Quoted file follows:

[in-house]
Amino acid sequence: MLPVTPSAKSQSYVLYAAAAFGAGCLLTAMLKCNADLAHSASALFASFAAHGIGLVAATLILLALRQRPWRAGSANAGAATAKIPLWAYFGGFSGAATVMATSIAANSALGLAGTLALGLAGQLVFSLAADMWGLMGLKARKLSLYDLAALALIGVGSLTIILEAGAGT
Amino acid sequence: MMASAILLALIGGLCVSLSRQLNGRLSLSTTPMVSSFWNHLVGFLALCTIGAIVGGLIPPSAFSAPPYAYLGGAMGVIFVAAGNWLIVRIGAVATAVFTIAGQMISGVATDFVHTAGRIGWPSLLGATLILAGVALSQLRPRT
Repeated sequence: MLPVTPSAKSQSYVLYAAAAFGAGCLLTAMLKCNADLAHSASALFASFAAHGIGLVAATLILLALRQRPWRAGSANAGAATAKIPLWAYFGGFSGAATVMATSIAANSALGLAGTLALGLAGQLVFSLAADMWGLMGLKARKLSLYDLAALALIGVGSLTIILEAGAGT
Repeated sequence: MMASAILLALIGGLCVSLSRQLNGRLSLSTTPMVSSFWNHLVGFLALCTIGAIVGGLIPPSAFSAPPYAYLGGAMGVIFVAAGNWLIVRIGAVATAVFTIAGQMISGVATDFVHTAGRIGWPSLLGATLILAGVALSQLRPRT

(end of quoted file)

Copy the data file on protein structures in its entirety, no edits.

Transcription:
[in-house]
Amino acid sequence: MLPVTPSAKSQSYVLYAAAAFGAGCLLTAMLKCNADLAHSASALFASFAAHGIGLVAATLILLALRQRPWRAGSANAGAATAKIPLWAYFGGFSGAATVMATSIAANSALGLAGTLALGLAGQLVFSLAADMWGLMGLKARKLSLYDLAALALIGVGSLTIILEAGAGT
Amino acid sequence: MMASAILLALIGGLCVSLSRQLNGRLSLSTTPMVSSFWNHLVGFLALCTIGAIVGGLIPPSAFSAPPYAYLGGAMGVIFVAAGNWLIVRIGAVATAVFTIAGQMISGVATDFVHTAGRIGWPSLLGATLILAGVALSQLRPRT
Repeated sequence: MLPVTPSAKSQSYVLYAAAAFGAGCLLTAMLKCNADLAHSASALFASFAAHGIGLVAATLILLALRQRPWRAGSANAGAATAKIPLWAYFGGFSGAATVMATSIAANSALGLAGTLALGLAGQLVFSLAADMWGLMGLKARKLSLYDLAALALIGVGSLTIILEAGAGT
Repeated sequence: MMASAILLALIGGLCVSLSRQLNGRLSLSTTPMVSSFWNHLVGFLALCTIGAIVGGLIPPSAFSAPPYAYLGGAMGVIFVAAGNWLIVRIGAVATAVFTIAGQMISGVATDFVHTAGRIGWPSLLGATLILAGVALSQLRPRT